Figure 5The abundance of various isoGDGTs relative to the total brGDGT abundance in modern peats (a, b) and Paleogene lignites (a; Eq. 9) used to assess potential isoGDGT contributions to the ACEX samples. The box represents standard 25 %–50 %–75 % quantiles, and whiskers represent the box limits plus or minus 1.5× the interquartile range (IQR). Any data outside that range are given as circles. The number of measurements per dataset are as follows. Modern peats: 473 (most isoGDGTs have been identified in ±430 of those); modern peats above 15 C: 141 (all except one have isoGDGT data); lignites: 58 (all of which have isoGDGT data but only 29 have available and quantifiable crenarchaeol isomer data).


The relatively low degree of cyclization in the early Eocene contrasts starkly with the high degree of cyclization during the late Paleocene (Fig. 6e). This implies that the distribution of terrestrial isoGDGTs varies strongly between the latest Paleocene and early Eocene within our studied section.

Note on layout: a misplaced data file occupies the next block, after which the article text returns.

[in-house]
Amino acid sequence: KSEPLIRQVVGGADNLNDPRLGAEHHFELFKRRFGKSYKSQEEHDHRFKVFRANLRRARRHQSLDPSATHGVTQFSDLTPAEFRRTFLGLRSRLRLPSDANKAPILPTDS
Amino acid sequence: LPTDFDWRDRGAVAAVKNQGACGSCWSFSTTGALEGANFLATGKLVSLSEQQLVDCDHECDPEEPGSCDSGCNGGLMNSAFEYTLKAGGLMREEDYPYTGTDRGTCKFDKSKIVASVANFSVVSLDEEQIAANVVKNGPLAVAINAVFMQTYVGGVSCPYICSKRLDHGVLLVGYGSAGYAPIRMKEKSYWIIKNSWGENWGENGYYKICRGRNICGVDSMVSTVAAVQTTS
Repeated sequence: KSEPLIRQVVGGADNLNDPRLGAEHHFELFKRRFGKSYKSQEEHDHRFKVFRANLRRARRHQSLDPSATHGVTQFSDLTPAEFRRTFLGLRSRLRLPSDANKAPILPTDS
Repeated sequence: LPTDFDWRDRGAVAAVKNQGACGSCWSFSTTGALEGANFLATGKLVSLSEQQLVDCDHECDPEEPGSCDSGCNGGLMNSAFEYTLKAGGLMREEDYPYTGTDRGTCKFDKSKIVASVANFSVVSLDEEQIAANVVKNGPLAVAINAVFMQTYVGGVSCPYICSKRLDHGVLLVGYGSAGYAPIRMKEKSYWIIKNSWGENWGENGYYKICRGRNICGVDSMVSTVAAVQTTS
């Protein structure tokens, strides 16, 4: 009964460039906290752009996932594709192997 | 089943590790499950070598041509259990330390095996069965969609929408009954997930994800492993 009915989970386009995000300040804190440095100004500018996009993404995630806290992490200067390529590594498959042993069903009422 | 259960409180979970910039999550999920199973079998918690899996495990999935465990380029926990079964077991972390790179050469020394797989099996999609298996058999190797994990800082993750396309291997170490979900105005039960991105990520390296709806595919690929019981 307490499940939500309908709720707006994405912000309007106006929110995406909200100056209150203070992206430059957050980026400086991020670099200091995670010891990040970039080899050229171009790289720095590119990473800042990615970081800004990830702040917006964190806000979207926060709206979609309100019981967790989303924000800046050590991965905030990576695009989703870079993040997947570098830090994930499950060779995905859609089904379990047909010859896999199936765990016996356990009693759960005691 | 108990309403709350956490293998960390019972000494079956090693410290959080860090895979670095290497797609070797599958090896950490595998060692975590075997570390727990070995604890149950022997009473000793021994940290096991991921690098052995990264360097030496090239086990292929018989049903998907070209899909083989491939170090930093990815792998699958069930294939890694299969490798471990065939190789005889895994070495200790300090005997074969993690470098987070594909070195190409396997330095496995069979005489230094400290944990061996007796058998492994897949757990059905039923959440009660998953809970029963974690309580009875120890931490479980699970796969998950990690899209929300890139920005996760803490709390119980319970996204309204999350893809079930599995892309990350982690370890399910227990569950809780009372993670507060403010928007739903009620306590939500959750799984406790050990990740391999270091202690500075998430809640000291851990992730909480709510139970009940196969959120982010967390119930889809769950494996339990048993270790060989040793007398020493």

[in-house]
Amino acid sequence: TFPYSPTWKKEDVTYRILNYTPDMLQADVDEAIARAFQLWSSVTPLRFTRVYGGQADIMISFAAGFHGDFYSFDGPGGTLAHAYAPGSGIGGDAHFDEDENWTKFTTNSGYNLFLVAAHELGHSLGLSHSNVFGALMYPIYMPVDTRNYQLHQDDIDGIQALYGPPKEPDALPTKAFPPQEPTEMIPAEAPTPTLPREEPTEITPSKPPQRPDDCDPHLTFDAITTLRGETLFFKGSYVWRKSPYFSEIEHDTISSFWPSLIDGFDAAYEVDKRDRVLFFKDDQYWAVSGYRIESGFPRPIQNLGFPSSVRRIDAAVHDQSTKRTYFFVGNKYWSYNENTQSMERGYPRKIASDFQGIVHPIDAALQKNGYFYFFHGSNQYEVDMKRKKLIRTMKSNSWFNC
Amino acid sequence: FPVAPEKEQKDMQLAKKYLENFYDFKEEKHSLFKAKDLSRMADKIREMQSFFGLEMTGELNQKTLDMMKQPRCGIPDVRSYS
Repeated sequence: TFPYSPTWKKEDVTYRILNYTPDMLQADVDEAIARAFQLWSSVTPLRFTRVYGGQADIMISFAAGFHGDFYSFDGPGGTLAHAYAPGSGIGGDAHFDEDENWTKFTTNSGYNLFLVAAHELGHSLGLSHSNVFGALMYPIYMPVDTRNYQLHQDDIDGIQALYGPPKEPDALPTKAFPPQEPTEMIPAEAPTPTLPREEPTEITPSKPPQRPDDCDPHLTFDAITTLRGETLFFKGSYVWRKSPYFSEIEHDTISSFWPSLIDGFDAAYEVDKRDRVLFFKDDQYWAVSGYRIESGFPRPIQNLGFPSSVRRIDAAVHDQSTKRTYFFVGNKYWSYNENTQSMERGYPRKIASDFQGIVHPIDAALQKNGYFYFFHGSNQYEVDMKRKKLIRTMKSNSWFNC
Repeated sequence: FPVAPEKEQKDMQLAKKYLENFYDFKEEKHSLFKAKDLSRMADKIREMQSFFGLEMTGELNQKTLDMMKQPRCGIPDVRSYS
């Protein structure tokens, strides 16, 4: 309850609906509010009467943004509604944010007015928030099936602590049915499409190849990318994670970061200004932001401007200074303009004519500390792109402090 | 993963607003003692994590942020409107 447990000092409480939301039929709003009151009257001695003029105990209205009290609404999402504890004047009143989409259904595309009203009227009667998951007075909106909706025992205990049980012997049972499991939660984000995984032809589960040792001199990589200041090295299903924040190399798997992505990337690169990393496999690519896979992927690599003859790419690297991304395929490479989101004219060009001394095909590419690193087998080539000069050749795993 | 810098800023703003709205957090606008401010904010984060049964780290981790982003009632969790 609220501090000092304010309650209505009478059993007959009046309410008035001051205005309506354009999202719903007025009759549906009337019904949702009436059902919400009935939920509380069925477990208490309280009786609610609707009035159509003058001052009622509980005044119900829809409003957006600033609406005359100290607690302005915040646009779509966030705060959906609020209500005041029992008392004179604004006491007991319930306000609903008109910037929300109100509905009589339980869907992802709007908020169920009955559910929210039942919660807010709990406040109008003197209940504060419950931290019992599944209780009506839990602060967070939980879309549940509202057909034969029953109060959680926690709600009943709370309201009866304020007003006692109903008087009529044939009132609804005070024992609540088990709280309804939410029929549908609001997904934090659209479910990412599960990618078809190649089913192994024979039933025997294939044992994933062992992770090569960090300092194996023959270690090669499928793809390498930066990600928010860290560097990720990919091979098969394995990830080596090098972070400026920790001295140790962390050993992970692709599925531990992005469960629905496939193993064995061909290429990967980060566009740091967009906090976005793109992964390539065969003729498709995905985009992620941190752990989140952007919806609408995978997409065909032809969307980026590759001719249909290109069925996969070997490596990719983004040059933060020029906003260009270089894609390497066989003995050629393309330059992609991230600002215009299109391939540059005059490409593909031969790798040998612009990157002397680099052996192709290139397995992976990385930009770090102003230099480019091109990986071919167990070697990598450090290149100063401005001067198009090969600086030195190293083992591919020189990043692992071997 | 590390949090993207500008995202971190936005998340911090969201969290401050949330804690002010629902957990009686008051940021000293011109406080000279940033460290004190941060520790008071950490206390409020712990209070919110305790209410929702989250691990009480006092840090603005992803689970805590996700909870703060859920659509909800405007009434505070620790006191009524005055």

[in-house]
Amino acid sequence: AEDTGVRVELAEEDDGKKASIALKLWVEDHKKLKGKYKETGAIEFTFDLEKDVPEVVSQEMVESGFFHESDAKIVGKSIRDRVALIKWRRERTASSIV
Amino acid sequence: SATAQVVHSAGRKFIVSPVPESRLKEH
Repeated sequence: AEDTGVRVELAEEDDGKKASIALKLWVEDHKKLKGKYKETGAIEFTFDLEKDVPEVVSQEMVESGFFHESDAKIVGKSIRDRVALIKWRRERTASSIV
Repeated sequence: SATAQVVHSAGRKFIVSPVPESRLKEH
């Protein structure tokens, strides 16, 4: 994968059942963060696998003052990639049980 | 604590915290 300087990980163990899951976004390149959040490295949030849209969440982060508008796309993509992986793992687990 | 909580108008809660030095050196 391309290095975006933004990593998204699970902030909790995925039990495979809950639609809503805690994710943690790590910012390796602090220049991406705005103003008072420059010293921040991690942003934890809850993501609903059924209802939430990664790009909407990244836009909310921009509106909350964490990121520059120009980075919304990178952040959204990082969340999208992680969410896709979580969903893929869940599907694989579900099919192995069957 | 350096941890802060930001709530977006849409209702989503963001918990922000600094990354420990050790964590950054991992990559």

The impact of soil-derived isoGDGTs also emerges from the ring index approach of Zhang et al. (2016; see Sect. 2.2.6 and Fig. 6). The difference between the ring index and TEX86 at the onset of the PETM is mainly controlled by crenarchaeol, which is comparatively low in abundance in the Paleocene but highly abundant in the PETM. This increase is likely associated with sea level rise during the PETM because crenarchaeol is predominantly produced in the marine realm. It is also consistent with a drop in BIT index values and the relative abundance of terrestrial palynomorphs (Sluijs et al., 2008a). The approach of Zhang et al. (2016) also confirms that many isoGDGT distributions exhibit an anomalous relation between TEX86 and the ring index relative to the modern core top dataset, with ΔRI values > 0.3 (Fig. 6). Importantly, all samples with ΔRI values > 0.3 have BIT values above 0.35, indicating that contributions of soil-derived iso-GDGTs dominate non-temperature effects in the distributions. We therefore discard TEX86-derived SSTs for samples with BIT values > 0.35.